Running thoughts

Before you start reading this I want you to bear in mind that I’m no runner . However I seem to have borne a child who does. You see she doesn’t just run, she runs everywhere. And at the age of nearly 4 she is looking to me with eyes of expectation that I should want to join her in her joy of running. That  reader is my issue,  I don’t want to disappoint. However for years I had passed runners up and down the promenade in  Hove and wondered why any sane person would want to put themselves through what I assumed looked like living hell, seeing only the pain that they surely must be going through. Memories of cross country when I was a pupil filled my head, which was my last memory of attempting such a loathed activity. When I was a teacher the yearly ‘mob run’, as it was fondly known, where all the pupils were sent out on a compulsory cross country run was tantamount to child abuse in my books. I rather suspect my assemblies as a Head of House trying to gather enthusiasm for this annual form of torture rang rather hollow as I engaged and recognised the look of sheer repugnance from at least half the assembled group of students in front of me.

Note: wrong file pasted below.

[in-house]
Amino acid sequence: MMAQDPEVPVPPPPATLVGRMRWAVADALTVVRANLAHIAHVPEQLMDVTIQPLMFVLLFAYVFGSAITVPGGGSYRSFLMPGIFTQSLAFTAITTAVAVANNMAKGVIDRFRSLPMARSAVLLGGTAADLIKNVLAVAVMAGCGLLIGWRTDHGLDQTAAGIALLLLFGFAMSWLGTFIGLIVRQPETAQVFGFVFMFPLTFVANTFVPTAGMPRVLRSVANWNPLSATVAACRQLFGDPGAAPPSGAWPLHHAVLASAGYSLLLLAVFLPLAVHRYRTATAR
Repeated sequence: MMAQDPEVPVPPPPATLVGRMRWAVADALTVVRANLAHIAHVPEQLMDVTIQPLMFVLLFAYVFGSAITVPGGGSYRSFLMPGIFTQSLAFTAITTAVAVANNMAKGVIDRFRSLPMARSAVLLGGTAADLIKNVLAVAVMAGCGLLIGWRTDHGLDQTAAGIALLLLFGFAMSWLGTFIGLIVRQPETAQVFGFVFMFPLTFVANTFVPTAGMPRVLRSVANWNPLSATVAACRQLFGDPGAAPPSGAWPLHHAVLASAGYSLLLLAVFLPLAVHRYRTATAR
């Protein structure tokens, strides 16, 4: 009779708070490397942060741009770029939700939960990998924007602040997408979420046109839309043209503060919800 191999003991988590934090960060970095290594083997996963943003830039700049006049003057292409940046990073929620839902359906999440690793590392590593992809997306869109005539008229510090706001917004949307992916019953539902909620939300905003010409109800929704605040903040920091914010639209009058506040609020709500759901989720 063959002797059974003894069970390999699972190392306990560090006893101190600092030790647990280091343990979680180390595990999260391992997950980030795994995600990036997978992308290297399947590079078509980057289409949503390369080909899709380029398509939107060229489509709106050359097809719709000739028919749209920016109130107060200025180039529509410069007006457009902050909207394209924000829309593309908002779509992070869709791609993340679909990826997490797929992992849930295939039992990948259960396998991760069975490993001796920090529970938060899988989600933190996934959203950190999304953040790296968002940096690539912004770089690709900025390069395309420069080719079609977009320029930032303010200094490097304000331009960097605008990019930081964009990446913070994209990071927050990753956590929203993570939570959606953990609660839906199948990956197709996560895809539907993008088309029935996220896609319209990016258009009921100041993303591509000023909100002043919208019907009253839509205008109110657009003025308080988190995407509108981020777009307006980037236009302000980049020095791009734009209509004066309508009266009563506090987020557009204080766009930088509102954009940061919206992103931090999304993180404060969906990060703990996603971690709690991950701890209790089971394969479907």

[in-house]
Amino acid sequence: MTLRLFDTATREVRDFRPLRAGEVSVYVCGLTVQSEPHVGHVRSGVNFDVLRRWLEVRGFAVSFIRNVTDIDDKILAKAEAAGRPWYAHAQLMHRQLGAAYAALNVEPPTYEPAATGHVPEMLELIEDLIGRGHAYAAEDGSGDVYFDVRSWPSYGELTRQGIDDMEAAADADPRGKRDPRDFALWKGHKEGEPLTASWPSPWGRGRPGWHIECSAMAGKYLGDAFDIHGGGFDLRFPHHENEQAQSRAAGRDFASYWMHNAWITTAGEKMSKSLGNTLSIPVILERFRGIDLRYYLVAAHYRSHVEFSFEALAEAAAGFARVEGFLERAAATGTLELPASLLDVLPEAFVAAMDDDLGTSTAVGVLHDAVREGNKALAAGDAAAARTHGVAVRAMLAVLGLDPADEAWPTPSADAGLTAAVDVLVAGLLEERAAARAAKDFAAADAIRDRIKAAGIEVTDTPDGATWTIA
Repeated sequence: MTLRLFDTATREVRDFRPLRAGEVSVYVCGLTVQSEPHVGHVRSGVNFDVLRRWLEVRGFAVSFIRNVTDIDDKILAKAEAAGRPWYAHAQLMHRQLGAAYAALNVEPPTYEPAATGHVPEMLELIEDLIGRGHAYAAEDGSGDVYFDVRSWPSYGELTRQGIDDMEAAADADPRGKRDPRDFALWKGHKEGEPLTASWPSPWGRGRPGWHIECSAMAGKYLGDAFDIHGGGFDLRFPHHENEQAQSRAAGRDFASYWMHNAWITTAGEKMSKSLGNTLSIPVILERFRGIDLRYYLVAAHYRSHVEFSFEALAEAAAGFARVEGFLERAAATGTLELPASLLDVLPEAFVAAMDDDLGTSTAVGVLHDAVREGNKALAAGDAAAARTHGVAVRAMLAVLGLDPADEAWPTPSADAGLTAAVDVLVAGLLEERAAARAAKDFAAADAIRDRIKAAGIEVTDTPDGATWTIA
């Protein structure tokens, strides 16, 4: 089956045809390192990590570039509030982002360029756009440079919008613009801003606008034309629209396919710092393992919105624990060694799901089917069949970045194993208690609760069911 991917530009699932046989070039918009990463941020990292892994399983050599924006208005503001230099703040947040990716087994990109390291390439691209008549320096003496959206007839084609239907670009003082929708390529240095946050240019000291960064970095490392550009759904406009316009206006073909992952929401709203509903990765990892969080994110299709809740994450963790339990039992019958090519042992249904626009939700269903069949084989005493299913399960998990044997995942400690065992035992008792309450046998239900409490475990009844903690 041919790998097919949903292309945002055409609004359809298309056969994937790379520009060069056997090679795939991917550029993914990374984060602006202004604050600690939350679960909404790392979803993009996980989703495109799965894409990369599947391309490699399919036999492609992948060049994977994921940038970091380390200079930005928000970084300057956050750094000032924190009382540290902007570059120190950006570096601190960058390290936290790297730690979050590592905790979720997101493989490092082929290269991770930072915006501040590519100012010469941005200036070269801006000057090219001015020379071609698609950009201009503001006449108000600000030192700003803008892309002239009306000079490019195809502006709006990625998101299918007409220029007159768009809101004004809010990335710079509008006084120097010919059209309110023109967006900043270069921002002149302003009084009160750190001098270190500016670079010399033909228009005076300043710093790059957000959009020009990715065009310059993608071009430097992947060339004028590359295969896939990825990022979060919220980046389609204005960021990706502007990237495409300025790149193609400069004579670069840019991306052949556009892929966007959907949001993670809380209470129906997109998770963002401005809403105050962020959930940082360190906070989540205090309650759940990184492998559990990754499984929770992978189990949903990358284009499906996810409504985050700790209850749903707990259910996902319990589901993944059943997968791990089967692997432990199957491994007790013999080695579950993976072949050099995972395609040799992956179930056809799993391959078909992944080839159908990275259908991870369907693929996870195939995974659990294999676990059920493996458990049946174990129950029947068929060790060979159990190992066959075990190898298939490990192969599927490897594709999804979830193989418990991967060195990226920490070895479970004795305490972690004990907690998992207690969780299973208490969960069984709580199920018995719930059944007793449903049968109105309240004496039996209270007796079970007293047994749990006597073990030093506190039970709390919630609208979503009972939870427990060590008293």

But despite these memories I have to admit I have of late been  intrigued by the idea. I rather scoffed at my dear friend of twenty five years when she told me she had taken up running. In that quarter of a century I had only known her run to the fridge to replenish her empty wine glass. But here she was now running just  for the sake of it. I was rather forced to reconsider whether this foolishness was just a fad when I she posted on Facebook that she was even running when she was on her family holiday in Florida. What really sealed it for me though was a few weeks ago when she was bemoaning the fact that she couldn’t run due to an injury – she was genuinely perturbed by the fact that she couldn’t get on her running gear and, well, run. But not as perturbed as I was. Where was my friend? Why had she changed the rules. You see our lives have run in parallel for years, boyfriends, house purchases, husbands, children all have come along at about the same time. It would seem that our parallel lives now  had to extend to running. Childbirth was definitely a more appealing activity. However  I have finally committed to embark upon the Couch to 5k challenge.  Because despite the perceived awfulness of the activity I want to know what its like run with an enthusiasm that matches my daughter’s, I want to become part of that running community along Hove beach who come rain or shine are out there, I want to know what my best friend knows, even though I don’t know yet what that is . And that is where my motivation lies. You see I realised when I had been thinking about running I automatically focussed in on all the negatives. The rather unsightly and if I’m honest unattractive red face caused by  exertion, the pain of being out of breath, the body aching, the muscles tired. And of course when I settled on these thoughts I had absolute no motivation whatsoever. So I decided to shift my perspective. Instead of focussing in on the negative aspects I choose now to focus on how I will feel at the end of the run, how I will have a sense of satisfaction, if not smugness that I did it. How good I would feel in the glow of the inevitable endorphins dump that one only gets after exercise. How I would smile in recognition of my fellow runners along the seafront. And so it was this week, with two rather perturbed dogs in tow who normally enjoy a gentle meander along the beach, I took my first surprisingly confident and perhaps, something close to joyful, first steps into the world of running. And do you know,  the same visualisation that got me to put my running shoes on, that got me down to the beach, that kept me running for half an hour, actually came true. I have to admit to feeling rather pleased with myself at the end. And all I did was change my mind.